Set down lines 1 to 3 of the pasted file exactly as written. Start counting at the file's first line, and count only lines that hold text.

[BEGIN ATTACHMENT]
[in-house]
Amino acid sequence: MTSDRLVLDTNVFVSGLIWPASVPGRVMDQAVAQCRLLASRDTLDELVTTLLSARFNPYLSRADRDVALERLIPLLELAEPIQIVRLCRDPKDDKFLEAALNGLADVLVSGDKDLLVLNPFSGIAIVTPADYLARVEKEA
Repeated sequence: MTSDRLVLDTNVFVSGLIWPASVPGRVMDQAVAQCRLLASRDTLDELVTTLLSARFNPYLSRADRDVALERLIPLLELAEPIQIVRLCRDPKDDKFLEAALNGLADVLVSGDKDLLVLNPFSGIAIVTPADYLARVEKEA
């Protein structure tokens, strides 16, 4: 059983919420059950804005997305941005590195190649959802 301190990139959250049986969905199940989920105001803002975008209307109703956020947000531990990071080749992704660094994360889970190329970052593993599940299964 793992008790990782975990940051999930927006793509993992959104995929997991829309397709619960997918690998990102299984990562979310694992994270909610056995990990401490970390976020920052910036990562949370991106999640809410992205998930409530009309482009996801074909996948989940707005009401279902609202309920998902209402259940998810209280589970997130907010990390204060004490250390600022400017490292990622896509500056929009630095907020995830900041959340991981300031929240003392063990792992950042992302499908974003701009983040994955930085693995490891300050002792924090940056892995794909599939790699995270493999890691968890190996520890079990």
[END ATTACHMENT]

[in-house]
Amino acid sequence: MTSDRLVLDTNVFVSGLIWPASVPGRVMDQAVAQCRLLASRDTLDELVTTLLSARFNPYLSRADRDVALERLIPLLELAEPIQIVRLCRDPKDDKFLEAALNGLADVLVSGDKDLLVLNPFSGIAIVTPADYLARVEKEA
Repeated sequence: MTSDRLVLDTNVFVSGLIWPASVPGRVMDQAVAQCRLLASRDTLDELVTTLLSARFNPYLSRADRDVALERLIPLLELAEPIQIVRLCRDPKDDKFLEAALNGLADVLVSGDKDLLVLNPFSGIAIVTPADYLARVEKEA